SH: Do you remember your first mission?

CG: Oh, yes, the first mission was a very colorful one. We took off from Gioia del Colle, we got on the plane, got prepared like we were supposed to, putting all the equipment on and getting in our positions, but we hit landfall south of our target, that made the initial point. When we got to our IP, we turned, from inland, came out to the sea and in coming out, we saw these puffs of pink smoke. Well, everybody looked at the pink smoke, "Hey, look, it's 4th of July out there." We knew nothing about flak, or what it could do to you, so we proceeded to go. We didn't get hit by enemy aircraft, that day there weren't any enemy aircraft in the vicinity. So, looking at this flak was a joy. When we landed, the realization of what we went through, hit home. Seeing all these little holes that had sounded like little pebbles hitting the airplane. If any of what made those little holes had hit one of us, we could have been killed. The puffs of pink smoke were flak coming through the plane and it tore the plane up quite a bit. The ground crew who use to patch the holes up started to joke about it, "Just walk around and patch the holes with chewing gum," there were so many of them.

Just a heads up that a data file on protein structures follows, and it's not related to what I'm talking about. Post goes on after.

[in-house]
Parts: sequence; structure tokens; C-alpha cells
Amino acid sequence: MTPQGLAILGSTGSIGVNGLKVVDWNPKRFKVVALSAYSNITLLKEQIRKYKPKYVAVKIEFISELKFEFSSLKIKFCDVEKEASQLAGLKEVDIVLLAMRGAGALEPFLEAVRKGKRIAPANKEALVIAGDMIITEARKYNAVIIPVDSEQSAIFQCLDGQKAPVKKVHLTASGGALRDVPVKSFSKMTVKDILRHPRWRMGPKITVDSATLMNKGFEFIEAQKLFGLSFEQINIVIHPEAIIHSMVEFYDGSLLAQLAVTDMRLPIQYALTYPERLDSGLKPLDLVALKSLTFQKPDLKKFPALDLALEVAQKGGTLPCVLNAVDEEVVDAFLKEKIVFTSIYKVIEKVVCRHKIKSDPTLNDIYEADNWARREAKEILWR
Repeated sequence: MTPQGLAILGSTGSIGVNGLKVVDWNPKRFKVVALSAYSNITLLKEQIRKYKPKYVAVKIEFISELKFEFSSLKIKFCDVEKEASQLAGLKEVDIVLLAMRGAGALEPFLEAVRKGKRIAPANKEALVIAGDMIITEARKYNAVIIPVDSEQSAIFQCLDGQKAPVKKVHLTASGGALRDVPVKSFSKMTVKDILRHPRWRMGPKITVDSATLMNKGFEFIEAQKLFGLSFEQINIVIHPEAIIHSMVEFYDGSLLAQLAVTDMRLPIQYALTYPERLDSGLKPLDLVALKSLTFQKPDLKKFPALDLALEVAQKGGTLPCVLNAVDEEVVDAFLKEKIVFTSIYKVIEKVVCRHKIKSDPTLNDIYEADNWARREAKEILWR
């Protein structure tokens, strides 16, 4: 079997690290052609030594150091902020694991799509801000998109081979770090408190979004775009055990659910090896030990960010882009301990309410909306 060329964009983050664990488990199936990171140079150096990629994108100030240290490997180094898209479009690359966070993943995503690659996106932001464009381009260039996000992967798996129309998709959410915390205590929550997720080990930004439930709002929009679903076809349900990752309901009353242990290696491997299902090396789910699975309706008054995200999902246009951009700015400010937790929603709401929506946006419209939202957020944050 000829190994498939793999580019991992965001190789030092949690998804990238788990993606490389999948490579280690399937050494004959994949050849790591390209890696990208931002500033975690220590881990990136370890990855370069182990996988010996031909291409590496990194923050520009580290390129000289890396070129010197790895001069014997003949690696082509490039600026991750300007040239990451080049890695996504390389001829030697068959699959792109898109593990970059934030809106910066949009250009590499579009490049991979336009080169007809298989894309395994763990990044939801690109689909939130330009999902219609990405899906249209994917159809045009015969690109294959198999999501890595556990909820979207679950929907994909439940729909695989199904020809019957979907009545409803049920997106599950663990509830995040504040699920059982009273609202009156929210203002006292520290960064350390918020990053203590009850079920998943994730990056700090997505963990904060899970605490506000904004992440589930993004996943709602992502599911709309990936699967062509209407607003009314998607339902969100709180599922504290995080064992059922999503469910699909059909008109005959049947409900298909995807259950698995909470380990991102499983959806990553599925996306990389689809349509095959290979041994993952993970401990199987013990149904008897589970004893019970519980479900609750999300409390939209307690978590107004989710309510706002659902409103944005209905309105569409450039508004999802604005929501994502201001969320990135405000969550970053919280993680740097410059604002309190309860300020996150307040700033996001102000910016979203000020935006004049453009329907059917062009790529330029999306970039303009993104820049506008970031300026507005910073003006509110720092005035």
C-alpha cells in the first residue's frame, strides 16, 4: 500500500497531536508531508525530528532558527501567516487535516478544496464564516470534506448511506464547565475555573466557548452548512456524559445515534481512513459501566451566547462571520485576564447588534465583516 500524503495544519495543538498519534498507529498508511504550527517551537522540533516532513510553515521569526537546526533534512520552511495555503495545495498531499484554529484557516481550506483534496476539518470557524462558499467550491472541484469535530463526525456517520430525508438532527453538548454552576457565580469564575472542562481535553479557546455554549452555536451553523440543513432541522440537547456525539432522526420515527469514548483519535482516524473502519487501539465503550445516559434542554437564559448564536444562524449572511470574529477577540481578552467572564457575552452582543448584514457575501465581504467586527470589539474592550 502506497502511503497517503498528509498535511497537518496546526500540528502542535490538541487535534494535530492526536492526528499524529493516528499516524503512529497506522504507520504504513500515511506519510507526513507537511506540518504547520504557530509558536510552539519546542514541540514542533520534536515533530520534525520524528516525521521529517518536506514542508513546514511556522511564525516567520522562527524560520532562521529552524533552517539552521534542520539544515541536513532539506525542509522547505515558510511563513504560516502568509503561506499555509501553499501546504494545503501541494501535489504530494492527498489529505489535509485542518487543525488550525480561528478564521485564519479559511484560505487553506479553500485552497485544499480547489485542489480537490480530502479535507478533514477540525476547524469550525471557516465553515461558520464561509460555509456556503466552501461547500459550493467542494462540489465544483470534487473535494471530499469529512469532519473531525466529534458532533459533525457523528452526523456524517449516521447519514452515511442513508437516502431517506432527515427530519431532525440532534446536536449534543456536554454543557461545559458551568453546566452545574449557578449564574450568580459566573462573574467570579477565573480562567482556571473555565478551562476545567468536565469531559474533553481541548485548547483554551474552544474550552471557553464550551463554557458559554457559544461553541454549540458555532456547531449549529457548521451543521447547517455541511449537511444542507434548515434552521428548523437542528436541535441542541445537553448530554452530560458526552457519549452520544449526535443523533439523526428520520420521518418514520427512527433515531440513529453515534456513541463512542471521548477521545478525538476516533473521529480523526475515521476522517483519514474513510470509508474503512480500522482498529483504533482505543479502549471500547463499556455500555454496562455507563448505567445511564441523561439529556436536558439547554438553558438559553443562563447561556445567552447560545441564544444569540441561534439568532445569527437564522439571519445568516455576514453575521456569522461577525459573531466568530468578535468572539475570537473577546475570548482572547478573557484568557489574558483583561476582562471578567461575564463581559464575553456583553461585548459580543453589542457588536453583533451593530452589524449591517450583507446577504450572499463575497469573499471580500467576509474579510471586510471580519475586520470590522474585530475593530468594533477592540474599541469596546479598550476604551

SH: Do you remember where your first mission was?

CG: Yes, Albania. Off the coast of Albania, the Germans had a little radar station and power house there, it was just to get us in a warlike mood, it was a testing ground.

SH: Being in the Air Force, were you aware of what was going on in the rest of Italy?

CG: Very well aware, yes.

SH: What were you aware of?

CG: Where the battle lines were in Italy, as we're going up Italy. Avezzano, I remember that, all these different battles they were having up the line and the invasion of Europe, and how they were coming across. Of course, when they did most of that, I was back here in the United States because I was done with my missions, but, we were well aware of everything that was going on, because the Stars and Stripes newspaper kept us up-to-date. .

SH: We will put this on pause, we have some photographs to look at.

SH: Your second mission was actually bombing targets in Italy, helping the line move up.

CG: Yes. When we moved out of Gioia del Colle into San Pancrazio, on March 3rd, we operated out of that field for a while.

SH: How much preparation was done to move forward as a base?

CG: Pack your barracks bag and go.

SH: Who built the airfield?

CG: Combat engineers took care of that before we even prepared to go there.

SH: Did the engineers set up the runways?

CG: Yes, the engineers had all the runways set up. All the runways consisted of metal plates that clipped together to form a runway. I don't know if they bulldozed it, I guess they did, to put the track down and that was what we used for a runway.

SH: Were you well supplied, with ammunition, food?

CG: Yes, ammunition and food, you couldn't beat it.

SH: How often did you get mail? Were you able to communicate with your families?